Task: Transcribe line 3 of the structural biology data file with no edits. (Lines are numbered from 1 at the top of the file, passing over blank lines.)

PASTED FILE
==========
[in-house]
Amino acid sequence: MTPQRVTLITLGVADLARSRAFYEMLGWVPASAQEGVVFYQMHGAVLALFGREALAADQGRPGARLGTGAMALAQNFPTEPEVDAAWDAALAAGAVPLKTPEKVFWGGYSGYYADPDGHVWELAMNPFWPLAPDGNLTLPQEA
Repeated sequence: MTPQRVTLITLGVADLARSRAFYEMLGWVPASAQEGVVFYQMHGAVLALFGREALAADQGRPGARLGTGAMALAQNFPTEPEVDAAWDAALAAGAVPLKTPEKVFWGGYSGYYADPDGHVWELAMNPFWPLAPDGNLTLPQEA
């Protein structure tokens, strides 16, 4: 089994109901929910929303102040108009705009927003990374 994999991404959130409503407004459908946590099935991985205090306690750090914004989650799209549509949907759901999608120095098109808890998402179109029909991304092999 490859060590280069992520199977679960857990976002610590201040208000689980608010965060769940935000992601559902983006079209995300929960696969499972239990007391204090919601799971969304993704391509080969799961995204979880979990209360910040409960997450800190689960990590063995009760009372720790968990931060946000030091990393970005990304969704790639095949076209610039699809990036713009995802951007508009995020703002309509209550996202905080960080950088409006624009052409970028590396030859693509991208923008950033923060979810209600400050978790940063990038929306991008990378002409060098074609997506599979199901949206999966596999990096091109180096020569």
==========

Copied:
Repeated sequence: MTPQRVTLITLGVADLARSRAFYEMLGWVPASAQEGVVFYQMHGAVLALFGREALAADQGRPGARLGTGAMALAQNFPTEPEVDAAWDAALAAGAVPLKTPEKVFWGGYSGYYADPDGHVWELAMNPFWPLAPDGNLTLPQEA